Meekness and Rest

In one of his most profound statements in the Sermon on the Mount, Jesus said, blessed are the meek for they shall inherit the earth. Even then, this was an astonishing statement. The world sees meekness as weakness. According to Vocabulary.com: “The adjective meek describes a person who is willing to go along with whatever other people want to do, like a meek classmate who won’t speak up, even when he or she is treated unfairly.” Why then did Jesus suggest that meekness is a strength?

In The Pursuit of God, A.W. Tozer pointed out that the world turns every virtue of The Beatitudes wrong side out. Instead of displaying poverty of spirit, mankind displays the worst forms of pride. Instead of mourning sin and suffering, man indulges himself with every kind of pleasure. Instead of walking humbly and meekly before God, man struts around inflated with pride and self-importance. Instead of hungering and thirsting for righteousness, man chases money and things. Instead of striving to be pure in heart, man delights in sin and corruption. Instead of making peace, man quarrels and sows discord. Instead of accepting mistreatment at the hands of others, man fights back with every weapon at hand.

Unlike most people, Jesus was meek and humble. Although he did not fight back when he was treated unfairly, no one would ever claim that Jesus was a pushover who did whatever other people wanted to do.

Come to Me, all you who labor and are heavily burdened, and I will give you rest. Take My yoke upon you, and learn from Me. For I am meek and lowly in heart, and you will find rest for your souls. For My yoke is easy, and My burden is light.

Mathew 11:28-30 (Modern English Version)

Tozer made an interesting connection between the meekness of Jesus and his promise to give rest to those who are heavily burdened. Was Jesus speaking about physical labor? What is this heavy burden borne by mankind?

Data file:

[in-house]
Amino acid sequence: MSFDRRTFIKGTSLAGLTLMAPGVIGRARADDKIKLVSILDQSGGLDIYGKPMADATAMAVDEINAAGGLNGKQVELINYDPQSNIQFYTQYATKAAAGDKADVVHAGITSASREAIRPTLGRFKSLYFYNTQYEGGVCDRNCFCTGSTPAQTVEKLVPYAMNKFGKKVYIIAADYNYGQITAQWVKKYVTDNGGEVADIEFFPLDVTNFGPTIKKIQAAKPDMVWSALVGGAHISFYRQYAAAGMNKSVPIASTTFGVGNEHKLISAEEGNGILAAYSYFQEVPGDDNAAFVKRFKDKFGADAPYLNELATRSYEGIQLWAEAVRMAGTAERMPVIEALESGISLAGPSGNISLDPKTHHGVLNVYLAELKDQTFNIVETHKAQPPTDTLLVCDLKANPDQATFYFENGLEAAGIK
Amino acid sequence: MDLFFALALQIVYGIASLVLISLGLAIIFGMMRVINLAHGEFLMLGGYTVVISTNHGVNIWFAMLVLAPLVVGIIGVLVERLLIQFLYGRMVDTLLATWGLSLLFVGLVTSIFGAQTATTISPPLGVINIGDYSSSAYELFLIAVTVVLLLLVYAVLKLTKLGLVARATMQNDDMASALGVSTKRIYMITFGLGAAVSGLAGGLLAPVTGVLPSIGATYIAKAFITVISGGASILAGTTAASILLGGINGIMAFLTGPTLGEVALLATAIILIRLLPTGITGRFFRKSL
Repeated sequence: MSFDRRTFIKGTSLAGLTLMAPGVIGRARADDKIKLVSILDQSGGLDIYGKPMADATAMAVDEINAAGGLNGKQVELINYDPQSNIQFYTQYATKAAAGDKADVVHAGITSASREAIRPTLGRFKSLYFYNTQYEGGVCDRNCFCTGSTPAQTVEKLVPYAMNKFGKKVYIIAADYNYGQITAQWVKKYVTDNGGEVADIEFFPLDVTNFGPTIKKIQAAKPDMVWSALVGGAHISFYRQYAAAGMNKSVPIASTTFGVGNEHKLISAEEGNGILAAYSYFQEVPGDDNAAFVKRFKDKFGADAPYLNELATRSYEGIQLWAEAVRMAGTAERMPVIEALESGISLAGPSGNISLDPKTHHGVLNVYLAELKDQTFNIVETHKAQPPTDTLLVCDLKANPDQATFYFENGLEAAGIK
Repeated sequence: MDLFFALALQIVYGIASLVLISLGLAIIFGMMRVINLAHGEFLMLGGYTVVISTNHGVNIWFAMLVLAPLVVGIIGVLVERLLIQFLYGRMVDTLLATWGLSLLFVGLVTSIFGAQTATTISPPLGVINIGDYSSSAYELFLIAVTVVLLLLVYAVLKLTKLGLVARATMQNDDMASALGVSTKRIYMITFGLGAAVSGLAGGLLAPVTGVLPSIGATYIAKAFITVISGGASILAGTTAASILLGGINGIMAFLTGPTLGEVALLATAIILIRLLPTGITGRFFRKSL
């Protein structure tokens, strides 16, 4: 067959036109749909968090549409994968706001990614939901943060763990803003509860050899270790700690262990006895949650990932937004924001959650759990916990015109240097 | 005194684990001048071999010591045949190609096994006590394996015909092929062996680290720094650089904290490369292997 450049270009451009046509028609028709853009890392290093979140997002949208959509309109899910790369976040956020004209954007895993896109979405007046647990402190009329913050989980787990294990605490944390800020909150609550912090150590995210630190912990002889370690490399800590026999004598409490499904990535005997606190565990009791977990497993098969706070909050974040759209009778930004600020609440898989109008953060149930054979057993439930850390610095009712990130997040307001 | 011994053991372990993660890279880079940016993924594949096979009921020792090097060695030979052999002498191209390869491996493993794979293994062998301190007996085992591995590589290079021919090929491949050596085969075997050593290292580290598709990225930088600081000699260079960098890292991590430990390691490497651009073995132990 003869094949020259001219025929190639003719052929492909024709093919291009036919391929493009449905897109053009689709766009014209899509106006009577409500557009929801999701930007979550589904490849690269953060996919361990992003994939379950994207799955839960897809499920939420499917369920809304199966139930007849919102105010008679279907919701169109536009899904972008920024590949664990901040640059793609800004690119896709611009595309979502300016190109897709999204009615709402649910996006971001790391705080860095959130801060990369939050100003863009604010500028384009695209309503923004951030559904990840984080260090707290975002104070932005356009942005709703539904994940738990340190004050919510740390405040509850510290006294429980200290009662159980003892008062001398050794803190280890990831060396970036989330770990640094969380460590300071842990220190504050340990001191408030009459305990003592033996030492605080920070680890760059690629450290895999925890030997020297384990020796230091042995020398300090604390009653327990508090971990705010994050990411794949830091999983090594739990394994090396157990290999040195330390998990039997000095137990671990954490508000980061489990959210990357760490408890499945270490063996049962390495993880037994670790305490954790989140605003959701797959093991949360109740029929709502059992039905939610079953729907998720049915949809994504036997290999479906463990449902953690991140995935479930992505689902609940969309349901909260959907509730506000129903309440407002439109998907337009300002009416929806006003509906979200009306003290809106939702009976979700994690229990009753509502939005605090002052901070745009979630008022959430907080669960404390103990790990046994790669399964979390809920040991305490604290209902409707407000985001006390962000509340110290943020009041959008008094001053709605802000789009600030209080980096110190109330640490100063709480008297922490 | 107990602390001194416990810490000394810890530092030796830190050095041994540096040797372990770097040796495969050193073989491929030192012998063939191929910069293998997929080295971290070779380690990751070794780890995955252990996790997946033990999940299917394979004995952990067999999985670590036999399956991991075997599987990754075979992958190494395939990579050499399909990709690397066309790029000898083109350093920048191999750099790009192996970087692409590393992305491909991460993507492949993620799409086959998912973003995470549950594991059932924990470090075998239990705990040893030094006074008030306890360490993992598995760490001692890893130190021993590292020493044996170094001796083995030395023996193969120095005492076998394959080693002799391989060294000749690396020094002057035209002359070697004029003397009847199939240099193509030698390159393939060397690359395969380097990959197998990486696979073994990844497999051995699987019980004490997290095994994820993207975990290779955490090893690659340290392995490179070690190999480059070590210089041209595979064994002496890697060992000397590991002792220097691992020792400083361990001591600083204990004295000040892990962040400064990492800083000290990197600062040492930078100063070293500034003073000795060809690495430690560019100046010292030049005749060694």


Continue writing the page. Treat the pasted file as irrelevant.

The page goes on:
Pride is a terrible burden. Look at how hard we work to build the self up and to defend the self from insult, slights and criticism. It is hard and tiring labor to constantly fight to protect and defend our wounded pride.

The labor of self-love is a heavy one indeed.

A.W. Tozer, The Pursuit of God.

We don’t have to bear this burden. Jesus calls us to him for rest. Being meek like Jesus is the way we find rest from the heavy burden of pride.

A meek man sees himself honestly, both the good and the bad. He knows that the world will never see him as God sees him. He know that he doesn’t have to be perfect to be beloved by God!

Pretense is also a heavy burden. It takes a lot of energy to pretend to be what you’re not. It takes tremendous effort to always put your best foot forward, to always make a good impression, to craft the perfect social media image. It is indeed a heavy burden to hide the pain, the failures, the awkwardness, the self-doubt, and imperfection.

In Falling Upward: A Spirituality for the Two Halves of Life, Richard Rohr also addressed the issue of pretense but he referred to it as your shadow self.

Your shadow is what you refuse to see about yourself, and what you do not want others to see. The more you have cultivated and protected a chosen persona, the more shadow work you will have to do.

Richard Rohr, Falling Upward

Rohr wrote, “your self-image is not worth protecting, promoting or denying.” But letting go of this desire to protect the self is not easy. Today, I found myself automatically wanting to defend myself from criticism that wounded my pride. I had to tell myself, let it go. It’s not worth it.

When we learn to die to the self, we are free from the bondage of pride.

Lord Jesus, thank you for loving me just as I am, flawed and imperfect. Help me to think of myself less. Help me to be meek and lowly in heart. Free me from the heavy burdens of pride and pretense.

****

Photo by GUNJAN BHATTACHARJEE on Unsplash

4 thoughts on “Meekness and Rest

      1. The thing is, we must be BOLD in faith. Not prideful. Not pushy. But bold nonetheless. How does that counter with meekness and humility? Well, it must do so if our faith is true. We must be able to set ourselves aside so to follow Christ. We must show meekness and humility to accept the will of God. When we do, and our faith is true, that’s when we can be bold. Jesus breathed the Holy Spirit into the hearts of the frightened disciples. And the boldness shown in the book of Acts was the result of that. No fear. Meekness and humility. But no fear.

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